Anglican Diocese of South Carolina

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Anglican Diocese of South Carolina
Location
Ecclesiastical provinceAnglican Church in North America
Statistics
Congregations53 (2018)[1]
Members20,763 (2018)[1]
Information
RiteAnglican
CathedralCathedral of St. Luke and St. Paul, Charleston
Current leadership
BishopMark Lawrence
Map
Location of the Anglican diocese of South Carolina
Location of the Anglican diocese of South Carolina
Website
https://www.adosc.org/

The Anglican Diocese of South Carolina is a diocese of the Anglican Church in North America (ACNA). The diocese covers an area of 24 counties in the eastern part of the state of South Carolina. In 2018, it had 20,763 baptized members and 53 parishes.[1] The see city is Charleston, home to the Cathedral of St. Luke and St. Paul.

The Anglican Diocese formed in 2012 when the historical Episcopal Diocese of South Carolina split into two groups after a long period of conflict over theology and authority within the national Episcopal Church. Bishop Mark Lawrence and a majority of the members of the historical diocese left the Episcopal Church but continued to claim diocesan property, including church buildings, and to be the continuation of the historical diocese. The Anglican Diocese of South Carolina joined the ACNA in 2017.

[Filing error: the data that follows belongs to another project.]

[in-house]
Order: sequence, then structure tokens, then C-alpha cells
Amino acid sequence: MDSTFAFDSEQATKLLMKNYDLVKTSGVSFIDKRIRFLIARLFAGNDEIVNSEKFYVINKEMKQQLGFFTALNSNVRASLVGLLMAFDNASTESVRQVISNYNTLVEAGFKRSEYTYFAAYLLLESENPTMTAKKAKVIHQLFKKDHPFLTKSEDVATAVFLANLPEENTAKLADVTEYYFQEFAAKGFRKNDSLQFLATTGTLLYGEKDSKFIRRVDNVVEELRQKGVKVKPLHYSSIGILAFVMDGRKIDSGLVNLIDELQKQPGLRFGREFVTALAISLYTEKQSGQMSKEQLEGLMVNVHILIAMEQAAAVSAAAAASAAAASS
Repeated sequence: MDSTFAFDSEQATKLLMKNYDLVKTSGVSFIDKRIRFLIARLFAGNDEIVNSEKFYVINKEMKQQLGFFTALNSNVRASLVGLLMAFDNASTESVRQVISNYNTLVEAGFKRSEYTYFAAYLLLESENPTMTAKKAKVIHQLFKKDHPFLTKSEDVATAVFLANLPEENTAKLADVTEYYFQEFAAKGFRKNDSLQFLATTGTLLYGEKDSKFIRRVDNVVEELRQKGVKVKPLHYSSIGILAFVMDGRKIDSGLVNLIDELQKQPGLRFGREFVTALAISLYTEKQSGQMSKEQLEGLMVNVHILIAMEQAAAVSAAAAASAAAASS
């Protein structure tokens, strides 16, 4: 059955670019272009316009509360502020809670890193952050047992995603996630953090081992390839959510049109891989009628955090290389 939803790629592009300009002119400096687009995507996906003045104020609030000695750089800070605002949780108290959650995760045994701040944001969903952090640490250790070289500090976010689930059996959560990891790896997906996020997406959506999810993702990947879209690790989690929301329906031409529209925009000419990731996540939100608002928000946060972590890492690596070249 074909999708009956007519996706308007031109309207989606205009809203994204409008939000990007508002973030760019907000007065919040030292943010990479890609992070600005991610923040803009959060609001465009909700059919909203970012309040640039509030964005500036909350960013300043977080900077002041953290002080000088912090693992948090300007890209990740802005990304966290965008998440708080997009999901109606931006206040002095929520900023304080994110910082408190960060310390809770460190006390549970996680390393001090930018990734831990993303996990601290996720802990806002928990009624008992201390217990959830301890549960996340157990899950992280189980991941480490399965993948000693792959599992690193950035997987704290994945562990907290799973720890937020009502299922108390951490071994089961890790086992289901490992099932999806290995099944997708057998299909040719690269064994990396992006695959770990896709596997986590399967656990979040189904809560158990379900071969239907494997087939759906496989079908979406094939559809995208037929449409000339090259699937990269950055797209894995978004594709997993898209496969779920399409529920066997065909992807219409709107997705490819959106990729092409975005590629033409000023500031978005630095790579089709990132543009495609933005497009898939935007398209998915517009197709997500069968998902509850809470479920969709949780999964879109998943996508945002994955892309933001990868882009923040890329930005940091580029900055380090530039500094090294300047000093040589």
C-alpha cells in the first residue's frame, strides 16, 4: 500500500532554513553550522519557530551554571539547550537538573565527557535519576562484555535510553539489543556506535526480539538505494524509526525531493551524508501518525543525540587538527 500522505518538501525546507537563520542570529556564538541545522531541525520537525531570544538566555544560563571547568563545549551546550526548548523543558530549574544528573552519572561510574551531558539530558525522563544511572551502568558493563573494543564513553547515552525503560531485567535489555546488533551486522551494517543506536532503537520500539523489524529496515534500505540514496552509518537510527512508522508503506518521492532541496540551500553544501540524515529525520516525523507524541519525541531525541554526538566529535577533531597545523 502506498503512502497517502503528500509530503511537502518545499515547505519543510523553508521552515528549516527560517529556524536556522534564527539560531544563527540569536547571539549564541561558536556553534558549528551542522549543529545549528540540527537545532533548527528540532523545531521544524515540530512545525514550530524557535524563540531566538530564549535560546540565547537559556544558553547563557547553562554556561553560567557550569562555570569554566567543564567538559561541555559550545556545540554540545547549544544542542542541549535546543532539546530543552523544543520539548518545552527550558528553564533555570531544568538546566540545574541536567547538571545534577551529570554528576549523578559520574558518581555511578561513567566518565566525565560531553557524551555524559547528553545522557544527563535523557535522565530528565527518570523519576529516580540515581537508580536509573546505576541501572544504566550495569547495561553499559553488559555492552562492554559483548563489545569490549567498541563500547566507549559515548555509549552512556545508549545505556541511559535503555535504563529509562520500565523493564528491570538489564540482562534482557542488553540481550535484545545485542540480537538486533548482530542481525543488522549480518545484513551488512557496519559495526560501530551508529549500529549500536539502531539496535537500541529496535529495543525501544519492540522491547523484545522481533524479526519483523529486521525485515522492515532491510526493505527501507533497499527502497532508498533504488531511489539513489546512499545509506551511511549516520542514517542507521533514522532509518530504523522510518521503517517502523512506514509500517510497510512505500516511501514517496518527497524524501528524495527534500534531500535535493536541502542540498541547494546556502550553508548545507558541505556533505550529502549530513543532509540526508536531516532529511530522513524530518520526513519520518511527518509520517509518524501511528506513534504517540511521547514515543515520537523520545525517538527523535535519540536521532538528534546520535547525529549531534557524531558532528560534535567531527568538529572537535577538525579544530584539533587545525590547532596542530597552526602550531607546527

A minority of the members of the historical diocese remained affiliated to the Episcopal Church and called themselves the Episcopal Church in South Carolina. This group also claimed the right to the name and property of the historical diocese. On August 2, 2017, the South Carolina Supreme Court ruled that 29 parishes and the St. Christopher Camp and Conference Center were the property of the Episcopal Church in South Carolina and must be returned but that seven other parish properties were owned by the Anglican Diocese.[2]

On September 19, 2019, a federal court ruled that the trademarks and names "Episcopal Diocese of South Carolina" and "Diocese of South Carolina" were owned by the Episcopal Church and its affiliates in the state. Following this decision, the Anglican Diocese of South Carolina adopted its current name.

  1. ^ a b c "2018 Parochial Report Statistics" (PDF). Anglican Diocese of South Carolina. Retrieved May 15, 2019.
  2. ^ Hawes, Jennifer Berry; Parker, Adam. "State Supreme Court rules The Episcopal Church can reclaim 29 properties from breakaway parishes". Post and Courier. Retrieved April 27, 2020.

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